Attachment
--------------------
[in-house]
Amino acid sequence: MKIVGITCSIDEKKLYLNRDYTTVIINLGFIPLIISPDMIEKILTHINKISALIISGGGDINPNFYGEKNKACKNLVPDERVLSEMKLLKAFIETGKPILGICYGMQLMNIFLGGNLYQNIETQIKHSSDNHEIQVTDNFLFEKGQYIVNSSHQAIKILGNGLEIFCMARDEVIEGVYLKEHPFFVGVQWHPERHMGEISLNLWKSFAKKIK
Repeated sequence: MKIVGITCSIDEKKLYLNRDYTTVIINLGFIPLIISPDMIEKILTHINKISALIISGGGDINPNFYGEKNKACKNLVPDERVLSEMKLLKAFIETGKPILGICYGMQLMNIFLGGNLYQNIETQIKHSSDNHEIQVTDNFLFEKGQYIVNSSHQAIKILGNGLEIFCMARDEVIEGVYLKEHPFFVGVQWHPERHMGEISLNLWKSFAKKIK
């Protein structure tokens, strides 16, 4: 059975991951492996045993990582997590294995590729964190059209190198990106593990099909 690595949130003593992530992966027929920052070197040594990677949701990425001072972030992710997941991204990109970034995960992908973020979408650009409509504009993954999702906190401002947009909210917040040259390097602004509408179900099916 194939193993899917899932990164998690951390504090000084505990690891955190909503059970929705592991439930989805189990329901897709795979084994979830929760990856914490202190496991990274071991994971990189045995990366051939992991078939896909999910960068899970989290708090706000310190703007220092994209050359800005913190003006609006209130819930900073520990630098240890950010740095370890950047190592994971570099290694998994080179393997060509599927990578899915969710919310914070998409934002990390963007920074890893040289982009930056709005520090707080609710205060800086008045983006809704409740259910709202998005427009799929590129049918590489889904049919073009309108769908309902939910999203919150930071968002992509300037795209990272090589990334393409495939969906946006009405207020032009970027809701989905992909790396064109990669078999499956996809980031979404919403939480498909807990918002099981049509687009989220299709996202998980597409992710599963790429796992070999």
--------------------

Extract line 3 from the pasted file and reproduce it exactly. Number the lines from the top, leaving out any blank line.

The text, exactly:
Repeated sequence: MKIVGITCSIDEKKLYLNRDYTTVIINLGFIPLIISPDMIEKILTHINKISALIISGGGDINPNFYGEKNKACKNLVPDERVLSEMKLLKAFIETGKPILGICYGMQLMNIFLGGNLYQNIETQIKHSSDNHEIQVTDNFLFEKGQYIVNSSHQAIKILGNGLEIFCMARDEVIEGVYLKEHPFFVGVQWHPERHMGEISLNLWKSFAKKIK